New Distributional Records for Platystethus (Coleoptera: Staphylinidae: Oxytelinae) with Notes on the Biology of P. americanus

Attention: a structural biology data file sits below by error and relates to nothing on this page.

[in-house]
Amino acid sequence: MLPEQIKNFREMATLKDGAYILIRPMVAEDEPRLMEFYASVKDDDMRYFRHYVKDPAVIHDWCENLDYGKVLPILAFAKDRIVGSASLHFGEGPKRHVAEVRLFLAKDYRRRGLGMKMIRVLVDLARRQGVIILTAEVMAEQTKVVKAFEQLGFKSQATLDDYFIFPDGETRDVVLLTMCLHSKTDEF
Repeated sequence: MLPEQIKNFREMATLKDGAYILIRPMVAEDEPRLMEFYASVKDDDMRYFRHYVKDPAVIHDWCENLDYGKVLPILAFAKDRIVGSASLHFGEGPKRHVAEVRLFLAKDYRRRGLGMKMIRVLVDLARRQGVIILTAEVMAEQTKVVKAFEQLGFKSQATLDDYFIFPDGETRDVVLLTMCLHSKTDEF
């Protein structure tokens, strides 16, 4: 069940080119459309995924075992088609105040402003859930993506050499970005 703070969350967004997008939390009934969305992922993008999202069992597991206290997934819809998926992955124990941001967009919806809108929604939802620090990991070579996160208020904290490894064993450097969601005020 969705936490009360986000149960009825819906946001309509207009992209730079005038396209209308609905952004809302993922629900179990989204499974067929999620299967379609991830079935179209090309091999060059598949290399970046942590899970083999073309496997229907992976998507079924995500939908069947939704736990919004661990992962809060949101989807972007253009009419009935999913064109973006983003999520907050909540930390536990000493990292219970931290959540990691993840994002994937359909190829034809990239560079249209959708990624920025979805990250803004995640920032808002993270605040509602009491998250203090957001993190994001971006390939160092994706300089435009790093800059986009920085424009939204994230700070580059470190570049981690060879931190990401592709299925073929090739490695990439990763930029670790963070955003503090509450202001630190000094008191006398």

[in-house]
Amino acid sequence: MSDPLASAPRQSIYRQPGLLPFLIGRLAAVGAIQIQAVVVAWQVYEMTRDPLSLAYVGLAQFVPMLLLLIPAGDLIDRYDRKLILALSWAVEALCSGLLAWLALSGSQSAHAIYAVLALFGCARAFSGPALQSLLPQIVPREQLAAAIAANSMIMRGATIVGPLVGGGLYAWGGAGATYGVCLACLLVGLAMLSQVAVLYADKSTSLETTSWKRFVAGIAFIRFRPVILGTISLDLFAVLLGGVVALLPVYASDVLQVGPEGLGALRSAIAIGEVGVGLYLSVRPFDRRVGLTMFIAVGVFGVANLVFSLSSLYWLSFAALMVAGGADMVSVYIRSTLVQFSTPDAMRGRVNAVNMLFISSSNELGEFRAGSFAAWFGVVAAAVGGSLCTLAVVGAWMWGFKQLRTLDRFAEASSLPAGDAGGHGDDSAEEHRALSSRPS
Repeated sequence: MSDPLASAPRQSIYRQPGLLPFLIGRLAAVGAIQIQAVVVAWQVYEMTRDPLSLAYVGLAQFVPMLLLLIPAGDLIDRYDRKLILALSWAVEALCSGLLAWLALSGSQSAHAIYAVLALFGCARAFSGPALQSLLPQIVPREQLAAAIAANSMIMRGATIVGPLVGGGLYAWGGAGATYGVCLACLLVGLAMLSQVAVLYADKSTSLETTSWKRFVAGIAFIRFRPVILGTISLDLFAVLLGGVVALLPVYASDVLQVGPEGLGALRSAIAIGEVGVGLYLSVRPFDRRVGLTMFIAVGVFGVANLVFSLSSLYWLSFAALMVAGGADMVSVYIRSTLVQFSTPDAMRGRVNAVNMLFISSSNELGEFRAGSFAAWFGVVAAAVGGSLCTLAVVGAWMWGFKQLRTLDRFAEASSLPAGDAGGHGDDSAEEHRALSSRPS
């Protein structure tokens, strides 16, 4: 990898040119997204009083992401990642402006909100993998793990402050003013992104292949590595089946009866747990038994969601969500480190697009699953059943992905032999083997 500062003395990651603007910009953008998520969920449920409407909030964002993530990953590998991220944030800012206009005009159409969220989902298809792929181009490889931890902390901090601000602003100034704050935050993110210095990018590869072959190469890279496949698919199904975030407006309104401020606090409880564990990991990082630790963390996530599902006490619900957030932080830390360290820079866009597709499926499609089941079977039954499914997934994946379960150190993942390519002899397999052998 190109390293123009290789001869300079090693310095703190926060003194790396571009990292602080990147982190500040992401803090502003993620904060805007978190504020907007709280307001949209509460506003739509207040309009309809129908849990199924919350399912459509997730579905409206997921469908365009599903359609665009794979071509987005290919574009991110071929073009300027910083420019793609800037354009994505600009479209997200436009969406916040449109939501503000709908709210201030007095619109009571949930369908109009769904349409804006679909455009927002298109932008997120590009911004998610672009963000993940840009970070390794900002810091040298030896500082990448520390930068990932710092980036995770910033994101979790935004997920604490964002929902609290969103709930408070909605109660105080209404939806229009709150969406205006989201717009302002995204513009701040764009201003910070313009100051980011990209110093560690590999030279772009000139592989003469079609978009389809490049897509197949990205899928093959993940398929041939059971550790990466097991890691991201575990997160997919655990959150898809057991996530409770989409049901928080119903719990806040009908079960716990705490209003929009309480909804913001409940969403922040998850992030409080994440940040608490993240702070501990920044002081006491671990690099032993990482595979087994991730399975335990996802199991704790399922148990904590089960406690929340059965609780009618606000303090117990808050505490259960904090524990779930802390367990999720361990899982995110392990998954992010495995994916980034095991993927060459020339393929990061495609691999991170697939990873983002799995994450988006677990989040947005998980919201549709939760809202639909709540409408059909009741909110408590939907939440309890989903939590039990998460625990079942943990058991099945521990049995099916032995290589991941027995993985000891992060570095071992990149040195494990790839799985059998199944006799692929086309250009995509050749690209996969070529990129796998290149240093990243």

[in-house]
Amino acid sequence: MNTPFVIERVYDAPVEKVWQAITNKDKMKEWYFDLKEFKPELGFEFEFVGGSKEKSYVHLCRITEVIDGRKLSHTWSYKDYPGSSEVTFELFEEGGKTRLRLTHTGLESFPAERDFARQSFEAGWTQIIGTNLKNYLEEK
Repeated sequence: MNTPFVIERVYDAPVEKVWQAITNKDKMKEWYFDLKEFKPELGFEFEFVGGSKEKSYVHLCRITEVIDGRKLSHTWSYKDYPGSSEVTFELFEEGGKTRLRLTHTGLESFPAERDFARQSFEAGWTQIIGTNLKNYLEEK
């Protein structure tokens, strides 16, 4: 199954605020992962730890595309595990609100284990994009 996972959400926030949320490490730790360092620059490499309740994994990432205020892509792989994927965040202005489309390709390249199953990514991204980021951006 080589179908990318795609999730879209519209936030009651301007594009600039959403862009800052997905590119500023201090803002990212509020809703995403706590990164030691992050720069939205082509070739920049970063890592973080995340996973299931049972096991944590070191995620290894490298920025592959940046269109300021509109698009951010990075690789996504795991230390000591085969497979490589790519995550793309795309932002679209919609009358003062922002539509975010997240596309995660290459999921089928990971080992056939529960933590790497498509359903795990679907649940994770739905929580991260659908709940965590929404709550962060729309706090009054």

A survey of the fauna of cattle dung dropped naturally on pasture in Alachua County, Florida, revealed several species of Staphylinidae, including two species of Platystethus. Adult Platystethus spiculus Erichson were collected only in July 1991. Adult Platystethus americanus Erichson were collected from March to June 1993. In the laboratory, immature stages of P. americanus took 18-22 days to develop at 27oC (2-3, 10-12, and 7 days for the egg, larval, and pupal stage, respectively). Some adults were offered cattle dung alone as diet in which the females deposited eggs in chambers. Some larvae were offered cattle dung and horn fly [Haematobia irritans (L.)] larvae as diet, and the beetle larvae pupated successfully in chambers or partial chambers under the dung. Adults and larvae held without cattle dung ate horn fly larvae, but females did not oviposit and beetle larvae did not pupate, most likely because they require dung or a similar substrate in which to make chambers. New distributional records are Florida and New Mexico for P. americanus, and St. Croix (U.S. Virgin Islands) and New Mexico for P. spiculus.